On the first day of Hanukkah (that is to say, Tuesday) my city gave to me its response to the federally filed lawsuit in which the National Solid Wastes Management Association insists the city's new ordinance driving all trash to the McCommas Bluff Landfill is "extraordinarily anti-free-enterprise." Catchy, no? And, sure, nothing says, "Happy Christmas!" like another flow control item -- but the city, which is to say you, be paying Gibson, Dunn & Crutcher a lot of money ($175,000, for starters, and we're still three weeks away from the first hearing) for this lengthy riposte, so you might as well enjoy the read.
As always, the docs follow -- in this case, a 33-page now-look-here that opens with a swift kick to the dumpster (opening lines: "Contrary to Plaintiffs' contentions, there is no constitutional right to operate a landfill. This lawsuit is Plaintiffs' attempt to accomplish through litigation what they failed to accomplish through the political process"), tumps a trashcan over the waste-haulers' collective heads ("Plaintiffs nevertheless insist that this was nothing more than the City acting in a proprietary capacity to advance its own economic self-interest") and proceeds to bang on that wastebasket with a rolled-up copy of a previous Supreme Court ruling involving this very issue ("Plaintiffs' views are also ultimately incompatible with the Supreme Court's own assessment of flow control in United Haulers, a case they never once cite").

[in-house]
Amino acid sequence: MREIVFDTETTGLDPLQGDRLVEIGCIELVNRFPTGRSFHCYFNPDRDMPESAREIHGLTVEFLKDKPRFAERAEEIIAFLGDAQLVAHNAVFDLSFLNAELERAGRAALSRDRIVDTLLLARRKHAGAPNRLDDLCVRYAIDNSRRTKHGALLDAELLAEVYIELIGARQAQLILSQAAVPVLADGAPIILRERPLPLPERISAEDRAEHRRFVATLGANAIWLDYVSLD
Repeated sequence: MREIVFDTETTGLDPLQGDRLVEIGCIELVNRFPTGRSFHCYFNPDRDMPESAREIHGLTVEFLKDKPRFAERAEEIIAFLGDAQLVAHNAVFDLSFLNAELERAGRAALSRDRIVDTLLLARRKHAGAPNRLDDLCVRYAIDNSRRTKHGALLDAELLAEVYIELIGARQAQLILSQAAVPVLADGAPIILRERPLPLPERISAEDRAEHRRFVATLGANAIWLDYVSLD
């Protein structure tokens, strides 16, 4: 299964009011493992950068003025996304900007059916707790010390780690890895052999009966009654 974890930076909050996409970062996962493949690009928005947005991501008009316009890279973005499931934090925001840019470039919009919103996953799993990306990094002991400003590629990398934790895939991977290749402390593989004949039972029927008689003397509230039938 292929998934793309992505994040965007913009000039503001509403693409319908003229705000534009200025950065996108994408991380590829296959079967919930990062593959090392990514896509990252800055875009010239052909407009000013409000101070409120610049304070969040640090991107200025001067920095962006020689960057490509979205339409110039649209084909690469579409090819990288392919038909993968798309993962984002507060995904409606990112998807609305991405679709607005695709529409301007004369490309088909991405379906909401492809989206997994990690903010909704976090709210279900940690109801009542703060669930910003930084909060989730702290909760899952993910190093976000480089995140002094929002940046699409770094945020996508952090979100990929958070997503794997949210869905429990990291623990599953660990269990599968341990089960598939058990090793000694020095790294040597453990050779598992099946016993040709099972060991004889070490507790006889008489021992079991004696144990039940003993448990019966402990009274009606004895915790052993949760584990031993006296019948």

An excerpt, and we're not even out of the introduction yet:
The stakes here are high: Plaintiffs are asking the Court to presume that the City assigned away its sovereign power to decide the location of waste disposal in the City for the twenty-year duration of the agreement, and to conclude that the Constitution precludes the City from enacting ordinary social and economic legislation. There is nothing, however, in the contract or the Constitution that supports Plaintiffs' request. This is precisely the kind of issue properly left to the political process, and the federal judiciary has no obvious role in declaring the proper wastemanagement policies of a state municipality. Plaintiffs are profoundly wrong to insist that the federal judiciary inject itself in the middle of this local policy issue.
From there it's on to "The History And Future Of The City's Waste Management," a chapter clearly lifted from my dream journal. When I first mentioned Gibson Dunn's involvement a few weeks ago, several Friends of Unfair Park promised first-rate prose. At the risk of logrolling in our time: This filing isn't a waste of your time.
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